Kelly Cunningham, California Lighting Technology Center, UC Davis
According to the Labs21 Best Practice Guide, "Efficient Electric Lighting in Laboratories," lighting intensity in laboratories is nearly twice that of a typical office space. A lighting audit conducted at UC Davis found that laboratory lighting consumes more than 13 percent of all the electricity used for lighting on the campus. Some of this energy usage can be trimmed by implementing adaptive lighting controls in laboratory areas, but greater savings can be gained with a comprehensive approach that implements building-wide adaptive lighting, particularly in infrequently occupied secondary spaces, such as corridors and stairwells. In fact, the same UC Davis audit found that these spaces consume 12 percent more energy for lighting than laboratories. In areas where occupancy is intermittent, yet minimum light levels must be maintained for safety and security, and to comply with building codes, adaptive lighting provides an excellent solution. With wired or wireless occupancy controls installed, luminaires stay in low-power mode (operating at around 30 to 50 percent of full power) when spaces are vacant. They then brighten to full power when occupants are detected.
Incorporating building-wide adaptive lighting controls maximizes energy savings, and this comprehensive approach can make installation more cost effective, resulting in shortened payback periods and increased long-term cost savings. Adaptive corridor lighting in Bainer Hall on the UC Davis campus delivered an average energy savings of 73 percent, with payback periods ranging from four-and-a-half to eight years. While impressive, the results are not surprising, considering that secondary spaces, including corridors and stairwells, are typically fully illuminated despite a low occupancy rate.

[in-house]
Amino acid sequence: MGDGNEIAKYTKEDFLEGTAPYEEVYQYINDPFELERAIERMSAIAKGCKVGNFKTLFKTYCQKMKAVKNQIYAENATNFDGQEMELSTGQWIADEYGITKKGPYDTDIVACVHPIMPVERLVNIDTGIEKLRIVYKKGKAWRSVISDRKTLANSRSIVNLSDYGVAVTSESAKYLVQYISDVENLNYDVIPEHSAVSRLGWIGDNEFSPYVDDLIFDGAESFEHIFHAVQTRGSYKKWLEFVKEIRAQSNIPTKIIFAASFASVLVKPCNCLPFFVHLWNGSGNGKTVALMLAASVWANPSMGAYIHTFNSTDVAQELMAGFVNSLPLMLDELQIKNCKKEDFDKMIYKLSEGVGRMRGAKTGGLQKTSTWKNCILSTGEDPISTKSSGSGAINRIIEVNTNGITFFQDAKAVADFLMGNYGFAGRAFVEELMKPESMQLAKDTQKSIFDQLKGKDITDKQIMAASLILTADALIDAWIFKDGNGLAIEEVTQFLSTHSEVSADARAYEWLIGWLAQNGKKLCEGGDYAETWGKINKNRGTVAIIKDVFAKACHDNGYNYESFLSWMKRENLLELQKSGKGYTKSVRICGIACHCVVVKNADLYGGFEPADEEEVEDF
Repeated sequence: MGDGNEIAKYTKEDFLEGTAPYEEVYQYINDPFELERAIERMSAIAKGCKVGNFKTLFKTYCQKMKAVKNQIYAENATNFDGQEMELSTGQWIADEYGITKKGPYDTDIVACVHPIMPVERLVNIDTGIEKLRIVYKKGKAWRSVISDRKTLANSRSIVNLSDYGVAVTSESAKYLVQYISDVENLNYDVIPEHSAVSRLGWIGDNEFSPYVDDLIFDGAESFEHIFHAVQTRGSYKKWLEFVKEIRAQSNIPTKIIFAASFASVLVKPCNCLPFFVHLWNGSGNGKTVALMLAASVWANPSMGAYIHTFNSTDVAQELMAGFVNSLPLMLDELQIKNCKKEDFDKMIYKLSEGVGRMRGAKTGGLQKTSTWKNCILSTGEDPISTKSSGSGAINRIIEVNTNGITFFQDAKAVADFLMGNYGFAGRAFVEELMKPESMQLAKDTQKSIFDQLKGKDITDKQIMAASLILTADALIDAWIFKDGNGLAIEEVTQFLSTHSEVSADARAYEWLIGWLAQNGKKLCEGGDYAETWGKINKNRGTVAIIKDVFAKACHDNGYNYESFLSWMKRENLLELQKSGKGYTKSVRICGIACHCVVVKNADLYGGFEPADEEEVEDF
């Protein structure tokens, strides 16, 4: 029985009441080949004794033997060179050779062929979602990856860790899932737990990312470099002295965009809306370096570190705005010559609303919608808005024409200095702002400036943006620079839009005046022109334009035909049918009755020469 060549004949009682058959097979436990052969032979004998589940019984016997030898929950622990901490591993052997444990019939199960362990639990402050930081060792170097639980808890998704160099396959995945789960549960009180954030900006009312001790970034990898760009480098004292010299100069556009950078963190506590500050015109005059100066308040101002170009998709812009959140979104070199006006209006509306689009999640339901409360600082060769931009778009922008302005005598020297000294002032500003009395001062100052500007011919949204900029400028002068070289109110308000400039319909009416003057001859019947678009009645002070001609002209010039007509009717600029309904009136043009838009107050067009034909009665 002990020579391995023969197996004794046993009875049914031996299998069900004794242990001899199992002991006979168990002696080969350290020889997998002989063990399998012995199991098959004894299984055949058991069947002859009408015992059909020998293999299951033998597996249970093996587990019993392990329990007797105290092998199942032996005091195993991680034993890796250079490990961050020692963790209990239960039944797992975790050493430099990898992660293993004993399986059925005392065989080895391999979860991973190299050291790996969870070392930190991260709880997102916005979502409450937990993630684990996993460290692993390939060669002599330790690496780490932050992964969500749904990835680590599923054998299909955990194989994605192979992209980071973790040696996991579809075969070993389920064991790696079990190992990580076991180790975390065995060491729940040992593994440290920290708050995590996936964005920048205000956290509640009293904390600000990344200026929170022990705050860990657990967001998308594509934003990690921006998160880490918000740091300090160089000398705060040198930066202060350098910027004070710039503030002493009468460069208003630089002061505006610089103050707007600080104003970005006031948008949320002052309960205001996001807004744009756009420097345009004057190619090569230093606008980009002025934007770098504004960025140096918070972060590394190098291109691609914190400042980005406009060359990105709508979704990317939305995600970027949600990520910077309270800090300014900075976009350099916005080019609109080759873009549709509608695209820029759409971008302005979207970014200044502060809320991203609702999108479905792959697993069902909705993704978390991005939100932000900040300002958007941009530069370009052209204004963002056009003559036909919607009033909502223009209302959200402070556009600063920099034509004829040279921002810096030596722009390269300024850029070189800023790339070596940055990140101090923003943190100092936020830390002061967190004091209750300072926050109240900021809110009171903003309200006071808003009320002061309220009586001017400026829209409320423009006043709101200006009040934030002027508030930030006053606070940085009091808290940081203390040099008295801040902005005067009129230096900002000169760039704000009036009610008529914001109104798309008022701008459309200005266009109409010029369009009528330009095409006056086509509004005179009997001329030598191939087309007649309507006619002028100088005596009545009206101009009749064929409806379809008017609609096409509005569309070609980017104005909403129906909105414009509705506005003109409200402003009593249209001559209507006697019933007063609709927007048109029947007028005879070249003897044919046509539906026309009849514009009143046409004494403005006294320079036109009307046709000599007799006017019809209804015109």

Bi-level (low/high) lighting installations in parking garages and lots consistently yield average energy savings of 40 to 60 percent, and several CLTC case studies have demonstrated even higher energy savings. End-user and security force feedback on adaptive lighting installations is also largely positive, for both interior and exterior lighting applications.
I2SL formed a dedicated Laboratory Lighting and Lighting Controls Working Group at the Labs21 2010 Annual Conference. Lutron Electronics Co. and the working group's other professional members are exploring ways to integrate laboratory design, lighting, and furniture manufacturing, as well as strategies to improve occupant comfort and safety through lighting technologies and controls. Contact I2SL to participate in the group's next meeting.
Kelly Cunningham is the outreach director at the California Lighting Technology Center (CLTC). Her responsibilities include providing information about CLTC and energy-efficient lighting technologies to the lighting industry, project partners, and the public through online and printed publications, tours, events, and reporting. Ms. Cunningham feels passionately about working for organizations that promote sustainable behavior change and encourage consumers at all levels to use less, and think more about how they use energy. She graduated from North Carolina State University in 2008 with a Master's Degree in design. Previously, Ms. Cunningham held positions in various aspects of brand management, advertising, and design.